Wednesday, May 25, 2016

Britain's hunger , an amazing look into Hungry Brits in the 21st century!

In 2000 while fundraising for orphans in Bulgaria, the charity worker Paddy Henderson received a call from a local woman in Salisbury, who said: "My children are going to bed hungry tonight – what are you going to do about it?" Subsequent research led Paddy to believe that significant numbers of Britons would sometimes face periods of hunger at times of personal crisis. This led Paddy and his wife Carol to refocus their charity, The Trussell Trust, into a food bank network. The UK's first food bank went operational in 2000, running from the Henderson's garden shed. By 2004 a second food bank had opened. However, this attracted little media attention at the time - before the financial crisis of 2008 even the concept of "food banks" was virtually unknown in the UK, as opposed to in neighbouring France and Germany (see Comparison to other countries).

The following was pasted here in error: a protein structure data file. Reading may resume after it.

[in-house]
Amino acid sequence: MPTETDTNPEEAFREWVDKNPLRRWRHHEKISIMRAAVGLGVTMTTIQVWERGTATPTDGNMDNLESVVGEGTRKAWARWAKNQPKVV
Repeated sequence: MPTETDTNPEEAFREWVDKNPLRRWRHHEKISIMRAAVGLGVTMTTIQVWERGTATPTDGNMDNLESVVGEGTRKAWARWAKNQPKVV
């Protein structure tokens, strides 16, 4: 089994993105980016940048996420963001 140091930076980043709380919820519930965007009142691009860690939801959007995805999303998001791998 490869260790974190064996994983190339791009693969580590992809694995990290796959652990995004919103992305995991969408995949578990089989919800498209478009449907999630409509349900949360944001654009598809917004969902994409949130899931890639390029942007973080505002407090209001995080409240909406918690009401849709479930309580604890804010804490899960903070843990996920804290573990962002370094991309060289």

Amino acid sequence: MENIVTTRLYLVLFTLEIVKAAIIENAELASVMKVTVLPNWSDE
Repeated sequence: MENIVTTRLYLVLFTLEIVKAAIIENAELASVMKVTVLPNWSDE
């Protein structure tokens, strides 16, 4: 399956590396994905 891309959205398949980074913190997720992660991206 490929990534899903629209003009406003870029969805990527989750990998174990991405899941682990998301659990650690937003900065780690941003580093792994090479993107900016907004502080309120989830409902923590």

Chronic hunger has affected a sizable proportion of the UK's population throughout most of its history. Hunger became less of a political issue in the second half of the twentieth century. However, food bank use started to grow in the 2000s, and has dramatically expanded. In December 2013, according to a group of Doctors and academics writing in The British Medical Journal, hunger in the UK had reached the level of a "public health emergency". The rise has been blamed on the 2008 recession as well as the austerity measures implemented afterwards. However, the OECD found that people answering yes to the question ‘Have there been times in the past 12 months when you did not have enough money to buy food that you or your family needed?’ decreased from 9.8% in 2007 to 8.1% in 2012, leading some to say that the rise was due to both more awareness of food banks, and the government allowing Jobcentres to refer people to food banks when they were hungry (the previous Labour government had not allowed this). Further evidence that increasing food bank reliance is directly related to the U.K. government’s welfare reforms can be found in the "Food Bank Provision Welfare Reform in the U.K." report produced by the University of Sheffield Political Economy Research Institute (SPERI). The report, based on a three-year study of the growth of nationally coordinated or facilitated emergency food provision in the U.K., sought to develop an understanding of the “evolving boundaries of responsibility for welfare provision between state and civil society.” A popular view within the UK is that Britons are relatively generous with regards to helping others alleviate poverty and hunger. There are numerous surveys that suggest this is at least partially true, but it was not always the case. In the 19th century, the UK became the world's first country where a view became dominant that it is best to leave the hungry to fend for themselves. Up until the late 18th century, the attitude towards hunger was similar to that found else where: that hunger is something which affluent people should seek to relieve when they have the means available, but also that famine is not something that societies can be expected to avoid or overcome. Within Christendom, famines were sometimes even seen as divine punishments. Towards the end of the 18th century, improvements in technology, the economy, and bureaucratic procedures were laying the foundation for what would eventually emerge as the nation state. Some, such as prime minister Lord Pitt, took the view that the State should use its growing power to intervene against hunger. Others, such as liberal economists like Adam Smith took the view that government intervention would be counter productive; that in the long run only the free market could produce sustained plenty for all. Other very different but allied views for opposing hunger relief which arose in the late 18th century included Malthus's position that starvation was the only reliable way to check run away population growth, and Townsend's view that hunger was a useful motivational condition, which taught "decency and civility, obedience and subjection, to the most brutish, the most obstinate, and the most perverse." The growing movement against hunger relief was supported even by some evangelical Christians, who had come to view hunger as evidence of punishment for sin, with the hungry best left to redeem themselves through their own hard work. Until the early 1830s, Lord Pitt and others who favored government intervention largely retained control over policy, even if they had to compromise with those who opposed generous relief measures. To shed further light on Britain’s growing food poverty and emergency food aid provision, I spoke to members of Manchester Central Food bank, a Christian charity affiliated with the Trussell Trust. Started by students in 2013, the food bank takes a holistic approach to food handouts and acts as a "stepping stone" by referring individuals to other organizations that can offer them additional support.